On this the day after the NY Times glowing report of our weekly “Kill List” I’m reading through the comments posted to the story:
The two-handed dilemma (recommended 153 times!):
On the one hand, one admires President Obama’s resolve and clear vision of the mission, as he has defined it. On the other hand, one cannot help but draw the unavoidable conclusion that the policy of pre-emptive assassination has, perhaps forever, changed what were once considered American values.
Hey! (here’s a surprise) Not all American’s are Pacifists (recommended 131 times):
It is true that violence produces violence, but not all Americans are pacifists, and not all Americans are willing to turn the other cheek to terrorist acts. President Obama by directly taking responsibility for these decisions is acting as a leader of the entire nation. US direct military involvement in Iraq and Afghanistan is decreasing, reducing one source of friction between the US and people in that region.
A proud voter (210 recommends):
In an ideal world such a policy would not be needed. In a world where folks are refining underwear bombs to make them more lethal and effective in bringing down plane loads of people, where the rights of innocents are ignored, and where folks say we love death more than you love life, I say I will vote for Obama again proudly.
And it goes on and on While there negative comments sprinkled through the collection, on the whole it seems that the New York Times knows it’s audience:
But, with any luck we won’t have to take the Times word for the wonder that is Barack Obama. Bubbling up around the Internets we find that not everyone is so accepting:
At Empire Burlesque, Chris Floyd is pretty scathing in his reaction:
In any other age — including the last administration — this story would have been presented as a scandalous exposé. The genuinely creepy scenes of the “nominating process” alone would have been seen as horrific revelations. Imagine the revulsion at the sight of George W. Bush and Dick Cheney and Don Rumsfeld sifting through PowerPoint slides on “suspected terrorists” all over the world, and giving their Neronic thumbs up or down as each swarthy face pops up on a screen in front of them. Imagine the tidal wave of moral outrage from the “Netroots Nation” and other progressive champions directed at Bush not only for operating a death squad (which he did), but then trotting out Condi and Colin and Bob Gates to brag about it openly, and to paint Bush as some kind of moral avatar for the careful consideration and philosophical rigor he applied to blowing human beings to bits in sneak attacks on faraway villages.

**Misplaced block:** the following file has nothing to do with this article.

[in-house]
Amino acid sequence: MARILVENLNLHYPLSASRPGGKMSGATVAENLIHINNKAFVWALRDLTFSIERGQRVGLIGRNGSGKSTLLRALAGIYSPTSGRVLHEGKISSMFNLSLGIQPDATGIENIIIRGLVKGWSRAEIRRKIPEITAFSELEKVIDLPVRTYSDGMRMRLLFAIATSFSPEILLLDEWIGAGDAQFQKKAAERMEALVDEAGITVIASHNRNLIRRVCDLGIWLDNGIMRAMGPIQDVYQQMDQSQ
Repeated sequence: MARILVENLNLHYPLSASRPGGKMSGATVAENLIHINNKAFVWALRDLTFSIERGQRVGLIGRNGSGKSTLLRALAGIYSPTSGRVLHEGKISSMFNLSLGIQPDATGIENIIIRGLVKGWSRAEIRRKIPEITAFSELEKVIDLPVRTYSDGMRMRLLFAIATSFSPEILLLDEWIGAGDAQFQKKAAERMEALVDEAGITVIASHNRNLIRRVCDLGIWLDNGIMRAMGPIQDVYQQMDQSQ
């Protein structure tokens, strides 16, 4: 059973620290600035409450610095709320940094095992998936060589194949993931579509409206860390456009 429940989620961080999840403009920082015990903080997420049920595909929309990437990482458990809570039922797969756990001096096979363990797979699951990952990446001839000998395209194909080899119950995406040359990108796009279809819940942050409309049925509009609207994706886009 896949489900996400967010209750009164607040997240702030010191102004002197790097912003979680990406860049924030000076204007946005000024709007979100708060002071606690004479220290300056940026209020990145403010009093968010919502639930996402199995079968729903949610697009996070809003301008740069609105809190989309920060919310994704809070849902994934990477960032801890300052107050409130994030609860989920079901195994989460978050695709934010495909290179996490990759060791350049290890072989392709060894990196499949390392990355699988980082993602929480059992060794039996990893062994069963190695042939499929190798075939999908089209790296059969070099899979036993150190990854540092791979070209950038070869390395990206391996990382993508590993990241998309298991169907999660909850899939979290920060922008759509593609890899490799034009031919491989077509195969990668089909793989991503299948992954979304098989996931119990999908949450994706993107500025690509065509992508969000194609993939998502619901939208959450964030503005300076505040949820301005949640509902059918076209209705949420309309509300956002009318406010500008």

But the NYT piece is billed as just another “process story” about an interesting aspect of Obama’s presidency, part of an election-year series assessing his record. It is based entirely on the viewpoints of Beltway insiders. The very few dollops of mild criticism of the murder program are voiced by figures from deep within the imperial machine. And even these caveats are mostly tactical in nature, based on one question: “Does the program work, is it effective?” There is not a single line that ever suggests, even slightly, that the program might be morally wrong. There is not a single line in the story suggesting that such a program should up for debate or even examination by Congress. Nor is there even a perfunctory quote from mainstream organizations such as the ACLU or Amnesty International or Human Rights Watch — or from anyone in Pakistan or Yemen or the other main targets of Obama’s proudly proclaimed and personally approved death squad.
Obama’s deep concern for “moral responsibility” is also reflected in his decision to kill according to “signature strikes” — that is, to kill people you don’t know, who haven’t even popped up on your PowerPoint slides, if you think they might possibly look or act like alleged potential “terrorists.” (Or if you receive some “human intelligence” from an agent or an informer or someone with a grudge or someone seeking payment that a group of people doing something somewhere might be terrorists.) This “moral responsibility” is also seen in Obama’s decision to count “all military-age males in a strike zone as combatants … unless there is explicit intelligence posthumously proving them innocent.”
Guilty until proven posthumously innocent! How’s that for “moral responsibility”? Here Obama has surpassed Augustine and Aquinas — yea, even great Aristotle himself — in this bold extension of the parameters of moral responsibility.
It’s never hurt so much to snip out these quotes. Go read the whole thing… It’s great.
Other reactions to the Kill List story (Please post your links in the comments and I’ll add them here):
From Harpers: Obama’s Kill List
From Politico: Does ‘kill list’ prove Obama’s anti-terrorism commitment? … Answer? Hell Yeah!
Digby’s Hullabaloo: “He likes action, especially when he doesn’t leave fingerprints”